Interdisciplinary approaches to biological systems at TU Dresden take an internationally renowned position. Especially the Cluster of Excellence Physics of Life bridges the gap between physics and biology. Therefore, it was an easy decision for Prof. Ebisuya to come to Dresden: "Even when I lived in Japan, I knew the Dresden scientific community because of the many successful examples of collaborations between biology and physics. At the newly established Cluster of Excellence PoL, I want to further promote this kind of interdisciplinary cooperation and uncover the biophysical basis of species-specific features," she says. The esteemed researcher received the groundbreaking inspiration for her research in her teenage years by a popular science book: "There is this Japanese book, titled ‘Mouse Time and Elephant Time’. It explains the differences in developmental time between species, but it couldn’t explain why these differences exist. This question fascinates me, but it is still not known. So I dedicated my career to solve this puzzle."
About Prof. Miki Ebisuya
Miki Ebisuya obtained her PhD in her home country at Kyoto University in Japan in 2008, and subsequently became a research group leader there. After a stint at the Japanese research institute RIKEN in Kyoto, she joined the European Molecular Biology Laboratory (EMBL) as a group leader at its newly established location in Barcelona, Spain in 2018. She was awarded the Japanese Prize for Excellent Young Researchers in 2019 and an ERC Consolidator Grant in 2020. Miki Ebisuya has been awarded a Humboldt Professorship for the next five years, which will allow her to take up the position of Professor of Mechanisms of Cell and Tissue Control at the Technical University of Dresden in April 2023.
About the Alexander von Humboldt Professorship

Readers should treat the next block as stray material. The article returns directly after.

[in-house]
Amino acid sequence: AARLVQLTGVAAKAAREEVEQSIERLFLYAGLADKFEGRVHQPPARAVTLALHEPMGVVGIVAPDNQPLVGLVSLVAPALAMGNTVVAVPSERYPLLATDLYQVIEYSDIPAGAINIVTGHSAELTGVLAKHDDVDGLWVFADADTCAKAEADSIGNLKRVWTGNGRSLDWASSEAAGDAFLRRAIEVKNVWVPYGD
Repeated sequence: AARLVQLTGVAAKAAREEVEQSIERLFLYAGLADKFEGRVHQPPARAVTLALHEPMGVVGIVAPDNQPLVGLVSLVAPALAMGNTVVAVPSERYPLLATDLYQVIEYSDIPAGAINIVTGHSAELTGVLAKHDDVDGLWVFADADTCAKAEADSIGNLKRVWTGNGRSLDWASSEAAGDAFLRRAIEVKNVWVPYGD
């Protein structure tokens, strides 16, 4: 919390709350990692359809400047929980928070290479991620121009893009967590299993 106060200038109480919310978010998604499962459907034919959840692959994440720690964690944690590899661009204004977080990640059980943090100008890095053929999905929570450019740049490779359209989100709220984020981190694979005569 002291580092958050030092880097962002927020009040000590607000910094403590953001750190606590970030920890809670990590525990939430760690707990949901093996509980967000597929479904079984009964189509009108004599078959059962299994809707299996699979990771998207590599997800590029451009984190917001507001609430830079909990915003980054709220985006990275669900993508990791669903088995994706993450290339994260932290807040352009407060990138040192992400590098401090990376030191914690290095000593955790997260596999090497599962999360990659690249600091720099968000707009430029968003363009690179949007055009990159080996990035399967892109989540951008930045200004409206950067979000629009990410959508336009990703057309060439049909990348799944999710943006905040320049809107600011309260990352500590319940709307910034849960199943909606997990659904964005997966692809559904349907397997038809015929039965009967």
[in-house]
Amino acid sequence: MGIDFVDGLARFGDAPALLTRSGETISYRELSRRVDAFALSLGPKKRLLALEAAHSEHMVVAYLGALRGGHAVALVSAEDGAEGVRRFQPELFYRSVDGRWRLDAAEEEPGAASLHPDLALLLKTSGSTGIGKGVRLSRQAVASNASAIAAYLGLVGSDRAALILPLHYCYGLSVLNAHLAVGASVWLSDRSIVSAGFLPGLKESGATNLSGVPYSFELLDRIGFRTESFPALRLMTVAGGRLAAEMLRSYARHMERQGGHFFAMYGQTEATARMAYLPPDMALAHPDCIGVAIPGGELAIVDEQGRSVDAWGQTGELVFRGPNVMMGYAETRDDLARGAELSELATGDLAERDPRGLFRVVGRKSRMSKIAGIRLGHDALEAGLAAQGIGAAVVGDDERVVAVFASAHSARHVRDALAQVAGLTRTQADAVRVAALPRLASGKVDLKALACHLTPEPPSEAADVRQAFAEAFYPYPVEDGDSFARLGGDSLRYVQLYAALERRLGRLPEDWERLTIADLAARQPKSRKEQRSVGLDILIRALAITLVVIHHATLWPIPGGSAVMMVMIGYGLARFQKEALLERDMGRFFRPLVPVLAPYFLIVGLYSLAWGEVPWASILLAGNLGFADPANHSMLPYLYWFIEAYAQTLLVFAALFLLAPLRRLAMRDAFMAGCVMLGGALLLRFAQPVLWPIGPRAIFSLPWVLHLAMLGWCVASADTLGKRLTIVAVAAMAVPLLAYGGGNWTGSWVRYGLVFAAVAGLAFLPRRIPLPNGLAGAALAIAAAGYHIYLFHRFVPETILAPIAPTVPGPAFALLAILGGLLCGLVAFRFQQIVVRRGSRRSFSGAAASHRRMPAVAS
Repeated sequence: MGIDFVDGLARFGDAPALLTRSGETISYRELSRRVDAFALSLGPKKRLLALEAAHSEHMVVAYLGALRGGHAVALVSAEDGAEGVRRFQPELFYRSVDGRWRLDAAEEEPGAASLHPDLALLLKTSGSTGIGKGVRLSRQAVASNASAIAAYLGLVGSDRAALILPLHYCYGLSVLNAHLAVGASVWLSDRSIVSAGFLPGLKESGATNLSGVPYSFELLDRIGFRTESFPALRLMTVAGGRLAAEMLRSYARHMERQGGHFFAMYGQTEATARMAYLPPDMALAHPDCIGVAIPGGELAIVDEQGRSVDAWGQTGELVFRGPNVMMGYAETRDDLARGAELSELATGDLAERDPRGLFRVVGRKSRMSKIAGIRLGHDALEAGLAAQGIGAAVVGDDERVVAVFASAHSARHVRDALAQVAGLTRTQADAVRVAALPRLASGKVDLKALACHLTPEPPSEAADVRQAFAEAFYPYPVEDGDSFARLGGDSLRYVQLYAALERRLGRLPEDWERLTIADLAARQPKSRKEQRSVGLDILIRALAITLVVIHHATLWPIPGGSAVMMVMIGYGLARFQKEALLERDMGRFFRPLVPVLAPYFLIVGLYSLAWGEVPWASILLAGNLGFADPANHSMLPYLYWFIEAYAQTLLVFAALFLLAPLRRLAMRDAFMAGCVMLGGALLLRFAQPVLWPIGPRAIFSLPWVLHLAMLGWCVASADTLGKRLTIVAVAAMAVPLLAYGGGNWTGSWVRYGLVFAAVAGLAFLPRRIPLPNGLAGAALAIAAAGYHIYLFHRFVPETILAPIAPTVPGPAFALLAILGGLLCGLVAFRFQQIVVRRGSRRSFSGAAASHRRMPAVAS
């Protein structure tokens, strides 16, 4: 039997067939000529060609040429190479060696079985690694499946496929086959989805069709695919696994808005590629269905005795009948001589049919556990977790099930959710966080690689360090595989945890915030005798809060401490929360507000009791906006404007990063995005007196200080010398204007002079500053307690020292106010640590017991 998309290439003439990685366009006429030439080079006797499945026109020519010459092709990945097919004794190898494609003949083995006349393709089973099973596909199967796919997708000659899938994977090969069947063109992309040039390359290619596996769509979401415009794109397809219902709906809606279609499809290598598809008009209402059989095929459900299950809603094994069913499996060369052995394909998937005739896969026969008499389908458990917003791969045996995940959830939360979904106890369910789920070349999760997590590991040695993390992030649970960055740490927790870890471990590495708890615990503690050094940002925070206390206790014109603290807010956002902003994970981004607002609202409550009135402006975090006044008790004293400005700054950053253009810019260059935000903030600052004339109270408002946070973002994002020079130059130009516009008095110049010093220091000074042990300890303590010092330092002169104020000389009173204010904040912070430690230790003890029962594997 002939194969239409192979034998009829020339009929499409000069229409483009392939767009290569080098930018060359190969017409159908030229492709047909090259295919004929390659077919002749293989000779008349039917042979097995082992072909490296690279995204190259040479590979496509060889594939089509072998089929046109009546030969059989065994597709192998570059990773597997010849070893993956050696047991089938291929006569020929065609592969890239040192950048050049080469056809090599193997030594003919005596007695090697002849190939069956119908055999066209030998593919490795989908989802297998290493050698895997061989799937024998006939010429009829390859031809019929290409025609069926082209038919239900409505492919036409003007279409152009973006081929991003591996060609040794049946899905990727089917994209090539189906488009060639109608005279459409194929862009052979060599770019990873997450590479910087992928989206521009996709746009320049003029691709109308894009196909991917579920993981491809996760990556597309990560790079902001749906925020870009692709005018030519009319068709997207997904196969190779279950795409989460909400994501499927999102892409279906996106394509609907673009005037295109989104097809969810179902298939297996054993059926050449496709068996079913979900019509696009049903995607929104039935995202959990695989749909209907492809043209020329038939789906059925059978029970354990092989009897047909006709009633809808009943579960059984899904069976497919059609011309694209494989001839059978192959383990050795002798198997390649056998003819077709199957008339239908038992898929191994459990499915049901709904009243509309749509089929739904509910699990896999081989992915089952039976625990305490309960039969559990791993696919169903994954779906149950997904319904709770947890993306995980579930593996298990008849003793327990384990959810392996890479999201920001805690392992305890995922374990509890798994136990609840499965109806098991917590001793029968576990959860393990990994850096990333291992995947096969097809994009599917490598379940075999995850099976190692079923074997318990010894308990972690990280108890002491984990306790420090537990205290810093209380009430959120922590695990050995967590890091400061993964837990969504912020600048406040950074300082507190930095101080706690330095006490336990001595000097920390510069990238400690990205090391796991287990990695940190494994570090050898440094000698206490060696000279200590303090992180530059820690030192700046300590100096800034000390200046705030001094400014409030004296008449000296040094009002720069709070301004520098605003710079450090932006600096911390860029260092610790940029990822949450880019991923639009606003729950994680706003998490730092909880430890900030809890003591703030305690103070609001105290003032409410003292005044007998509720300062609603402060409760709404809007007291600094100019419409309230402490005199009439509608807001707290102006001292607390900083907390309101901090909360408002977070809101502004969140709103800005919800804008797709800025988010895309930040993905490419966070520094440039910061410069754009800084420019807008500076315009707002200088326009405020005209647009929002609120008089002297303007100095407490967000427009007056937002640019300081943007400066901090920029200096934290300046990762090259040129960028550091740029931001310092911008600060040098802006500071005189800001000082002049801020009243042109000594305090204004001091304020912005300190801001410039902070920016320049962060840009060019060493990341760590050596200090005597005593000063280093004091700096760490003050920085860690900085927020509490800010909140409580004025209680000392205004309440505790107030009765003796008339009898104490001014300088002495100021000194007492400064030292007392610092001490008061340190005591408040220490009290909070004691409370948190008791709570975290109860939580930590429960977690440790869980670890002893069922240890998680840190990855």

The Alexander von Humboldt Professorship is the highest endowed research prize in Germany, with a value of up to five million euros. The aim of the Humboldt Professorship is to attract top researchers from abroad to Germany. The Humboldt Professorships are awarded for a period of five years by the Alexander von Humboldt Foundation and funded by the Federal Ministry of Education and Research. www.humboldt-foundation.de/en
About the Cluster of Excellence Physics of Life
Physics of Life (PoL) is one of three clusters of excellence at TU Dresden. It focuses on identifying the physical laws underlying the organization of life in molecules, cells, and tissues. In the cluster, scientists from physics, biology, and computer science investigate how active matter in cells and tissues organizes itself into given structures and gives rise to life. PoL is funded by the DFG within the framework of the Excellence Strategy. It is a cooperation between scientists of the TU Dresden and research institutions of the DRESDEN-concept network, such as the Max Planck Institute for Molecular Cell Biology and Genetics (MPI-CBG), the Max Planck Institute for the Physics of Complex Systems (MPI-PKS), the Leibniz Institute of Polymer Research (IPF) and the Helmholtz-Zentrum Dresden-Rossendorf (HZDR). www.physics-of-life.tu-dresden.de
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Cluster of Excellence Physics of Life
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Source: TU Dresden